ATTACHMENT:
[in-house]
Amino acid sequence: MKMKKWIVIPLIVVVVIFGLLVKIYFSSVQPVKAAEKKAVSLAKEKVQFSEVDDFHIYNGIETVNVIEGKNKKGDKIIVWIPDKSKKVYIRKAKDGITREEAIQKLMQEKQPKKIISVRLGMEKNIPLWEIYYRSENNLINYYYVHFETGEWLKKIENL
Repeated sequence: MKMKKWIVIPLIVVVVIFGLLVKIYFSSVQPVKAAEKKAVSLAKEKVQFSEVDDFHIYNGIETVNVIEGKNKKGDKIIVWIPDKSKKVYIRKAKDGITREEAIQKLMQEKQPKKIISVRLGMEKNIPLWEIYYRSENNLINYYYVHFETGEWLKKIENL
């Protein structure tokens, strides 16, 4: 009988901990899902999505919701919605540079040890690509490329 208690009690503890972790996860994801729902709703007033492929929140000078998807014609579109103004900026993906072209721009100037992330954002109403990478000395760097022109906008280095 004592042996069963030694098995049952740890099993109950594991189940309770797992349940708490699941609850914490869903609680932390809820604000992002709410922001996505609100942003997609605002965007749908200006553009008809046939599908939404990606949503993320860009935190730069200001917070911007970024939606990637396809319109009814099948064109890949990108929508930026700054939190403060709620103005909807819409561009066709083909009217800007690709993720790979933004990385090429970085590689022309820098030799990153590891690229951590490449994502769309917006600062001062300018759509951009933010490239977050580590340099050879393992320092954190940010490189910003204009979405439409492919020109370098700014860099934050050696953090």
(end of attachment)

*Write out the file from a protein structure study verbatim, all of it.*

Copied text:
[in-house]
Amino acid sequence: MKMKKWIVIPLIVVVVIFGLLVKIYFSSVQPVKAAEKKAVSLAKEKVQFSEVDDFHIYNGIETVNVIEGKNKKGDKIIVWIPDKSKKVYIRKAKDGITREEAIQKLMQEKQPKKIISVRLGMEKNIPLWEIYYRSENNLINYYYVHFETGEWLKKIENL
Repeated sequence: MKMKKWIVIPLIVVVVIFGLLVKIYFSSVQPVKAAEKKAVSLAKEKVQFSEVDDFHIYNGIETVNVIEGKNKKGDKIIVWIPDKSKKVYIRKAKDGITREEAIQKLMQEKQPKKIISVRLGMEKNIPLWEIYYRSENNLINYYYVHFETGEWLKKIENL
């Protein structure tokens, strides 16, 4: 009988901990899902999505919701919605540079040890690509490329 208690009690503890972790996860994801729902709703007033492929929140000078998807014609579109103004900026993906072209721009100037992330954002109403990478000395760097022109906008280095 004592042996069963030694098995049952740890099993109950594991189940309770797992349940708490699941609850914490869903609680932390809820604000992002709410922001996505609100942003997609605002965007749908200006553009008809046939599908939404990606949503993320860009935190730069200001917070911007970024939606990637396809319109009814099948064109890949990108929508930026700054939190403060709620103005909807819409561009066709083909009217800007690709993720790979933004990385090429970085590689022309820098030799990153590891690229951590490449994502769309917006600062001062300018759509951009933010490239977050580590340099050879393992320092954190940010490189910003204009979405439409492919020109370098700014860099934050050696953090």